The Department of Justice has announced a series of actions it plans to take in order to monitor state and local law enforcement groups to improve “efficiency and efficacy.”
On Monday, Attorney General Merrick Garland announced 19 actions the department will be taking when monitoring police departments, saying that despite the existing tools the Department of Justice is already using, more is needed.
“The department has found that – while consent decrees and monitorships are important tools to increase transparency and accountability – the department can and should do more to improve their efficiency and efficacy,” Garland said in a statement. “The Associate Attorney General has recommended – and I have accepted – a set of 19 actions that the department will take to address those concerns.”
The new series of actions comes from a list of recommendations from Associate Attorney General Vanita Gupta, who did a review of the use of monitors by speaking with state and local law enforcement.
“Consent decrees have proven to be vital tools in upholding the rule of law and promoting transformational change in the state and local governmental entities where they are used,” Gupta said. “The department must do everything it can to guarantee that they remain so by working to ensure that the monitors who help implement these decrees do so efficiently, consistently and with meaningful input and participation from the communities they serve.”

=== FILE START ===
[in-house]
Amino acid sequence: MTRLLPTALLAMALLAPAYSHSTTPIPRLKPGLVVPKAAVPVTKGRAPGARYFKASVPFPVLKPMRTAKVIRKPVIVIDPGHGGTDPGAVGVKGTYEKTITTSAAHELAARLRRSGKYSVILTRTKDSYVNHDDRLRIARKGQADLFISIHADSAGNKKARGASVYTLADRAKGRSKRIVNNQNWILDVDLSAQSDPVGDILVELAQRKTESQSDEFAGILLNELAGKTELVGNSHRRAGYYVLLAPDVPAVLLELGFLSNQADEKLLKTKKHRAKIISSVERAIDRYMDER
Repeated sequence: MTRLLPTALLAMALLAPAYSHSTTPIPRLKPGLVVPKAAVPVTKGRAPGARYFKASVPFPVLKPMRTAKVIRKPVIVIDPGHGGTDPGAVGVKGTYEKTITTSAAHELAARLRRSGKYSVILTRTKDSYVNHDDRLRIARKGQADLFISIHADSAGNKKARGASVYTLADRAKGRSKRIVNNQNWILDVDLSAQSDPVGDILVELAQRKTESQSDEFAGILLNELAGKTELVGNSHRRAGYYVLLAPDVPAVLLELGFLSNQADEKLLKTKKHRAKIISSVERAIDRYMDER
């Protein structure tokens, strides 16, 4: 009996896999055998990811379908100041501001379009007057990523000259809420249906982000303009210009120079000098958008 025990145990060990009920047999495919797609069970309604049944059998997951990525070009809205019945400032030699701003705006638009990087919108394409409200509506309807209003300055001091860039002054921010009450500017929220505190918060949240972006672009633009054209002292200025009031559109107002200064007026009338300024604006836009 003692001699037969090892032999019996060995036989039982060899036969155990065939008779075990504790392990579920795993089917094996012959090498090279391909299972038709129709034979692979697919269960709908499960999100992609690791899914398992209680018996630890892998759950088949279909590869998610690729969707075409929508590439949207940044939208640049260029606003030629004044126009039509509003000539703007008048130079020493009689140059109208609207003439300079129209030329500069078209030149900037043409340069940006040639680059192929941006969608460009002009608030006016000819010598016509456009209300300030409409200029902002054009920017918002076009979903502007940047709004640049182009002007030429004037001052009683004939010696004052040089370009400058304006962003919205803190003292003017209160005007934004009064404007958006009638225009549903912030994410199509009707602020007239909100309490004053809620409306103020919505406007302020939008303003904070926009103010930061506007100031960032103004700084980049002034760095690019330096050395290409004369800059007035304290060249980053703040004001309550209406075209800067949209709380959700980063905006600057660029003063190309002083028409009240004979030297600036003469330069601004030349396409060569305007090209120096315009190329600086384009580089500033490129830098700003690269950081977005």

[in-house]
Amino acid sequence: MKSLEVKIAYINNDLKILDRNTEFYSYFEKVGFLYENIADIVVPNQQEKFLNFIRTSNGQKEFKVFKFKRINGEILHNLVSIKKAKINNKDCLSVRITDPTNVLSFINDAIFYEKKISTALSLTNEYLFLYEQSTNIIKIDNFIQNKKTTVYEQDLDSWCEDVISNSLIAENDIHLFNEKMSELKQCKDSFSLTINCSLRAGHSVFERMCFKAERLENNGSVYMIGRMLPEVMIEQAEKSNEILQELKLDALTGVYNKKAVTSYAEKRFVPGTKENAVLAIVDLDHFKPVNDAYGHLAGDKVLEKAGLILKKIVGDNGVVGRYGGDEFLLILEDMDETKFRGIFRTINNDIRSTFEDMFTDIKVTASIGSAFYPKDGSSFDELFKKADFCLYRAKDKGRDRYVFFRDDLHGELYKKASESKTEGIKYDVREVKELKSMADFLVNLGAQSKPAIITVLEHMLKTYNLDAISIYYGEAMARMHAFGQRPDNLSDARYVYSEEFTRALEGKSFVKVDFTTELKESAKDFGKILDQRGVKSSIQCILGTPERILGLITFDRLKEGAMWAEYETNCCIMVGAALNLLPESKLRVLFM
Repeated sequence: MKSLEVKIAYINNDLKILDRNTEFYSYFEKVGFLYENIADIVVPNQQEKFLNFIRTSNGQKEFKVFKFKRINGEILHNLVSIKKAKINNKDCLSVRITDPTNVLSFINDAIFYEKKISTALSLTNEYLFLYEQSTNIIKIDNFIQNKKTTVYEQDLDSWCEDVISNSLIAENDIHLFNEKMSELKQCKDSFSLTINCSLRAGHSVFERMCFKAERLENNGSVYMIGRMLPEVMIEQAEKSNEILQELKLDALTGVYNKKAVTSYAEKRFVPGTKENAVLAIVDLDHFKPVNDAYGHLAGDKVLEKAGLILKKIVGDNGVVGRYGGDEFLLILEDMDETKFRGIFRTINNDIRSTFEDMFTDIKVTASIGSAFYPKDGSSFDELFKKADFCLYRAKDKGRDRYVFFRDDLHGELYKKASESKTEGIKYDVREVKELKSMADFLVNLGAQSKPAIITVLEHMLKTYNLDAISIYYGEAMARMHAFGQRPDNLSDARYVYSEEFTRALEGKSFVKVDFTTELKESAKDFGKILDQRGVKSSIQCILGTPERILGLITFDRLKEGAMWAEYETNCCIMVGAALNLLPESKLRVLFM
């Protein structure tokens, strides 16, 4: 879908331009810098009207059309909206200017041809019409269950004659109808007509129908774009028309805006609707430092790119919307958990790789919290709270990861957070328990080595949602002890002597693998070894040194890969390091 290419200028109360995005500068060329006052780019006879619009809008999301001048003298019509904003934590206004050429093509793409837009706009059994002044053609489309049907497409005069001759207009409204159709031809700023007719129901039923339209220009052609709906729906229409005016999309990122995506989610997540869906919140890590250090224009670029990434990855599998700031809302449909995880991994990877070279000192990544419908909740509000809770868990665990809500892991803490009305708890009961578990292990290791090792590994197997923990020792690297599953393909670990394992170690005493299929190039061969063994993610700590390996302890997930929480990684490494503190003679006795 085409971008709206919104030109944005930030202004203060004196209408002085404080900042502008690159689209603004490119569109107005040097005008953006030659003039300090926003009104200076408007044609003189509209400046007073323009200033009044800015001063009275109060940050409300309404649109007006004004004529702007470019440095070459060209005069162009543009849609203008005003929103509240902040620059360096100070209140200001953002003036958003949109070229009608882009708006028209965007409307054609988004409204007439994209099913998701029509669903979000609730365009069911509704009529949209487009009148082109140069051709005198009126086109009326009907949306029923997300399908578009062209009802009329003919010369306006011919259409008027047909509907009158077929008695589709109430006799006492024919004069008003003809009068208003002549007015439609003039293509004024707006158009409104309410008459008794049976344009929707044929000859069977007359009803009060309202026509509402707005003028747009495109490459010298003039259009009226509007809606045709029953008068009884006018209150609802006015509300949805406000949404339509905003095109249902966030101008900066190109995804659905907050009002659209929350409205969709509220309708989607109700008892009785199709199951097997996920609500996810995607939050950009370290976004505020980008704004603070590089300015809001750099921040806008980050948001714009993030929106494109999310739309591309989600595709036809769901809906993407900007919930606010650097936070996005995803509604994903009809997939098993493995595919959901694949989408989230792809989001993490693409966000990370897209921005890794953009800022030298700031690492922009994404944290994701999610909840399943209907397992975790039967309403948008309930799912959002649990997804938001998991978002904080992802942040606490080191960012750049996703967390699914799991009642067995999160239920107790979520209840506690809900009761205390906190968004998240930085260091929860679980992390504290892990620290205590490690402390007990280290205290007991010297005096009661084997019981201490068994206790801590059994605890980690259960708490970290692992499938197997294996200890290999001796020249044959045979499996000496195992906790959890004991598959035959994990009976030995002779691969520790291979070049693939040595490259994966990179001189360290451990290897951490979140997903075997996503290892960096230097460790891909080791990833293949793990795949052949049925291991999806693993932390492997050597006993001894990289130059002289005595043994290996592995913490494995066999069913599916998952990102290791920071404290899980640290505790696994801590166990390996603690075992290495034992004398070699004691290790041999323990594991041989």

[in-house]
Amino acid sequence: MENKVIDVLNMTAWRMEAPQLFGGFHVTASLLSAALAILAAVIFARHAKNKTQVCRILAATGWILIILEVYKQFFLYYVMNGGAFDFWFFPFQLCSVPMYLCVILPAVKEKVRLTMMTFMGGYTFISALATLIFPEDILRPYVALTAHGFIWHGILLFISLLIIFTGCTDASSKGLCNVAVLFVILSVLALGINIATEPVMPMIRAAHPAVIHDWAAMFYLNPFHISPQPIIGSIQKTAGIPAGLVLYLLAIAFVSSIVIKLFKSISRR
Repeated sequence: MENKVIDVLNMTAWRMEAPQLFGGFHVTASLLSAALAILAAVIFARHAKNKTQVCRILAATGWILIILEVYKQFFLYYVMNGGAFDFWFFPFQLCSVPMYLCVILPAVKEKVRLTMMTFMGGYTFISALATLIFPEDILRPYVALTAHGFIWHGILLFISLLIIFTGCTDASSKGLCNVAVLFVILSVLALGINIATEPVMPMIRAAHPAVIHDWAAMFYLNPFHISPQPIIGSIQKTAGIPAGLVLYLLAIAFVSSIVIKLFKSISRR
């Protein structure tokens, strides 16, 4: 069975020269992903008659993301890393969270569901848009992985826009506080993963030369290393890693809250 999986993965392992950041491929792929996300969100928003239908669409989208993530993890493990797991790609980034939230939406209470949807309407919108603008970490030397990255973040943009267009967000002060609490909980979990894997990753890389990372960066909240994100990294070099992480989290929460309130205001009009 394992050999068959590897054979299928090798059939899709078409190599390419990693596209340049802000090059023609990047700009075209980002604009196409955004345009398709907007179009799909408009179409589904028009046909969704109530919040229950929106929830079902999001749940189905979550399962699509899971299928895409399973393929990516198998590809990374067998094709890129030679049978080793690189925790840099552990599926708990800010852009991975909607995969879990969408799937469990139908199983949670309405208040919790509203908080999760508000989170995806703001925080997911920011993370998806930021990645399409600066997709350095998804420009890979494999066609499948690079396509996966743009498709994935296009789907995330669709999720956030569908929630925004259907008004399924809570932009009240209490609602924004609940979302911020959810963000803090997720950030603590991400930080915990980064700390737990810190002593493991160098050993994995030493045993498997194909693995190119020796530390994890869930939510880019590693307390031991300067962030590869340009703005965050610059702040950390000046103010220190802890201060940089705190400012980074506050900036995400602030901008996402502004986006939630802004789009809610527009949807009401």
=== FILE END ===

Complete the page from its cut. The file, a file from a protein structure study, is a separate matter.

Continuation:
The Department of Justice said that all 19 actions of the monitorship will minimize cost to jurisdictions while avoiding conflicts of interests, will be accountable to the court, will assess consistently across all jurisdictions, will hold “sustained, meaningful” engagement with the community and will be “structured to efficiently move jurisdictions into compliance.”
To ensure the department meets those requirements, all monitor agreements will have budget caps, only one monitoring team per consent decree at a time, prioritize stakeholder input, include term limits, have stakeholders create a set of effective practices for monitors, and require termination hearings after no more than five years.
Within the next 90 days, Gupta and Assistant Attorney General Kristen Clarke for the Civil Rights Division will meet with a group of stakeholders to start the monitorship training guide and effective practices.
Consent decrees, which were commonly used in the Obama administration and less frequently during the Trump administration, have in the past required police departments to make changes related to use of force and body cameras, according to Fox News.
On Monday, Garland said the announcement was showing the department’s “transparent and collaborative way we are approaching our work,” telling the International Association of Chiefs of Police that the department “cannot fulfill its public safety mission without you and without close collaboration with you.”